Iraqi Bloggers Roundup

Monday, September 06, 2004

Good News from Najaf

Despite the recent truce in Najaf, the local citizens have once again taken to the streets in protest. How is this good news? Because it's a protest against Al-Sadr and his Mehdi Army:

Najaf protesters want Sadr out
The Washinton Times

Residents of Najaf, Iraq took to the streets Monday calling on radical cleric Moqtada Sadr and his Mehdi Army militia to leave the holy Shiite city.

Witnesses said protesters chanted anti-Sadr slogans screaming "take you hands off the city, the people of Najaf do not want you."

The protest, the second of its kind in two days, coincided with a meeting in Najaf between Sadr and grand Ayatollah Ali al-Sistani in addition to Najaf's governor Adnan al-Zarfi and Abdel Aziz al-Hakim, head of the Iran-backed Supreme Council for the Islamic Revolution in Iraq, or SCIRI.
The recurring protests against the presence of the Mehdi Army constituted the biggest challenge to Sadr's claim to speak for a large portion of Iraq's majority Shiite community.

Sadr's militia battled U.S.-backed Iraqi forces for three weeks in Najaf last month, claiming the lives of dozens of Iraqis.

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AYS at Iraq at a Glance is also encouraged by this news:

"My God..what a great news..at last the Iraqi people got out to the streets of AlNajaf in a demonstration against Muqtada, they want him to get out of the city and also do not want any one of his followers to pray there..They were cursing his militia, courts and they looked so angry..AlHurra channel met few of them who said ‘we don’t want him..they are thieves’ The people were repeating words that support the ING and IP and wanted the government to put an end to what they called ‘a disgrace’ and ‘crimes’ that happened in AlNajaf especially the courts of Muqtada.."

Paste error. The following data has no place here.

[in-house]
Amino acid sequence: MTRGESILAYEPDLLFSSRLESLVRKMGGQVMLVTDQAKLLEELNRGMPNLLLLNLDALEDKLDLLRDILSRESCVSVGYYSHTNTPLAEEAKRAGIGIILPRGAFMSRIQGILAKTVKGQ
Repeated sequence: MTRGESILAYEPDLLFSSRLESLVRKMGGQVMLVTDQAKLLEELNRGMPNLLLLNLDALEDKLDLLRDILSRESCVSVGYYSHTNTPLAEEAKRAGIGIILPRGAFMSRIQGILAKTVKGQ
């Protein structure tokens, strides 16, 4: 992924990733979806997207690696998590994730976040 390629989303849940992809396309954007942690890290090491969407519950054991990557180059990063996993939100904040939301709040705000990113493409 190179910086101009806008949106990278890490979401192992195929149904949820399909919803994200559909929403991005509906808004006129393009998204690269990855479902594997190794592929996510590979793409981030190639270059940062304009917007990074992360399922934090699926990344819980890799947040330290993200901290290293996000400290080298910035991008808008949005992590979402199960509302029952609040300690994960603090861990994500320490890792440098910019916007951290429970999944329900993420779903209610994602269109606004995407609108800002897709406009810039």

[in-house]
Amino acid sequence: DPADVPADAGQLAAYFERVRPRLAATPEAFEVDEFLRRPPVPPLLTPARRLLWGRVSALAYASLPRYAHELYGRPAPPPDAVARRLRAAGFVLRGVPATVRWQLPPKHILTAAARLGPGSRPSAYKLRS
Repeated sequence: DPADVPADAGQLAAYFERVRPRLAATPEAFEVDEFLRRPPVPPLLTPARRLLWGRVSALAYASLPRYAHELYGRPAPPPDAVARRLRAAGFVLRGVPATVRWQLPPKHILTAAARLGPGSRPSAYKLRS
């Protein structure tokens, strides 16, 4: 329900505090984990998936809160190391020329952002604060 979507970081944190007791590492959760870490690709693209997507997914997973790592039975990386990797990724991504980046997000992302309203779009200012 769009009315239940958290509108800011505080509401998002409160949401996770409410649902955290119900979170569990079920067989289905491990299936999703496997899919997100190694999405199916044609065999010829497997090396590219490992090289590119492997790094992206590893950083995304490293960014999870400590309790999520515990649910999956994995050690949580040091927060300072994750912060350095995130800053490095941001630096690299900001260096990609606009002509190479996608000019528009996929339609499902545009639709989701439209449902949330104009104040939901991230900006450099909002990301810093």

AYS also includes photos of the demonstration from the broadcast by the Iraqi channel AlHurra.

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This is actually the second demonstration held by the citizens of Najaf against Sadr and his militia:

Police in Najaf, Kufa confront worshippers approaching mosques
BY DOGEN HANNAH
Knight Ridder Newspapers
Posted on Fri, Sep. 03, 2004

In Najaf, scores of demonstrators took to the streets in the battle-scarred heart of the city near the Imam Ali shrine to protest the presence of al-Sadr and his militia and to back Grand Ayatollah Ali al-Husseini al-Sistani, who brokered last week's peace deal. The agreement called for the Mahdi Army to give up its arms, but many militia members in Najaf are thought to have kept them, hiding them at home or elsewhere.

"The demands of the demonstrators in general and for the people of Najaf especially are to ensure safety and security and to have stability back," said one protester, 38-year-old Abu Mohammed al-Najafi, identifying himself with a nickname.

Demonstrators shouted chants denouncing al-Sadr, including one that equated him with deposed dictator Saddam Hussein.


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Sorry Khalid, looks like Al-Sadr is an "extra super popular hero" to you, but not the citizens of Najaf.